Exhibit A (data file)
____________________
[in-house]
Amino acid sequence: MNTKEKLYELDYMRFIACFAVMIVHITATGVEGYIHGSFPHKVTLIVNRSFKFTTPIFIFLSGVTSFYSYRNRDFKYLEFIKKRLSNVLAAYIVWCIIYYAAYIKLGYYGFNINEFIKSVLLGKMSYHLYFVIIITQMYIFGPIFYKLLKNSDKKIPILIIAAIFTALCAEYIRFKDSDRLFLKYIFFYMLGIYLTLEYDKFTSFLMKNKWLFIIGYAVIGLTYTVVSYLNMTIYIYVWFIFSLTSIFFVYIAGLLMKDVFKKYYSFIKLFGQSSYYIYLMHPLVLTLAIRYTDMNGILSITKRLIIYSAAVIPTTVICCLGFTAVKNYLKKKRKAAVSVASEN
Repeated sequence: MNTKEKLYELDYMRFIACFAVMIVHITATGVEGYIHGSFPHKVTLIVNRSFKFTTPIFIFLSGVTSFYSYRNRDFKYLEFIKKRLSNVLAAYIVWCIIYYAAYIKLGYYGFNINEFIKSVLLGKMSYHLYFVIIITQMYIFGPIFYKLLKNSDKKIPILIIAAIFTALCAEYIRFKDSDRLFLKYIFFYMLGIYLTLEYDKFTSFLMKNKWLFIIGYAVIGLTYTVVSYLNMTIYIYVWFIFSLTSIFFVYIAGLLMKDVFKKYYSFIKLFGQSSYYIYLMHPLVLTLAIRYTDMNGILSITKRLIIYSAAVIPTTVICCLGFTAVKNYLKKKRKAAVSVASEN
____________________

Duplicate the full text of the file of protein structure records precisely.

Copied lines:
[in-house]
Amino acid sequence: MNTKEKLYELDYMRFIACFAVMIVHITATGVEGYIHGSFPHKVTLIVNRSFKFTTPIFIFLSGVTSFYSYRNRDFKYLEFIKKRLSNVLAAYIVWCIIYYAAYIKLGYYGFNINEFIKSVLLGKMSYHLYFVIIITQMYIFGPIFYKLLKNSDKKIPILIIAAIFTALCAEYIRFKDSDRLFLKYIFFYMLGIYLTLEYDKFTSFLMKNKWLFIIGYAVIGLTYTVVSYLNMTIYIYVWFIFSLTSIFFVYIAGLLMKDVFKKYYSFIKLFGQSSYYIYLMHPLVLTLAIRYTDMNGILSITKRLIIYSAAVIPTTVICCLGFTAVKNYLKKKRKAAVSVASEN
Repeated sequence: MNTKEKLYELDYMRFIACFAVMIVHITATGVEGYIHGSFPHKVTLIVNRSFKFTTPIFIFLSGVTSFYSYRNRDFKYLEFIKKRLSNVLAAYIVWCIIYYAAYIKLGYYGFNINEFIKSVLLGKMSYHLYFVIIITQMYIFGPIFYKLLKNSDKKIPILIIAAIFTALCAEYIRFKDSDRLFLKYIFFYMLGIYLTLEYDKFTSFLMKNKWLFIIGYAVIGLTYTVVSYLNMTIYIYVWFIFSLTSIFFVYIAGLLMKDVFKKYYSFIKLFGQSSYYIYLMHPLVLTLAIRYTDMNGILSITKRLIIYSAAVIPTTVICCLGFTAVKNYLKKKRKAAVSVASEN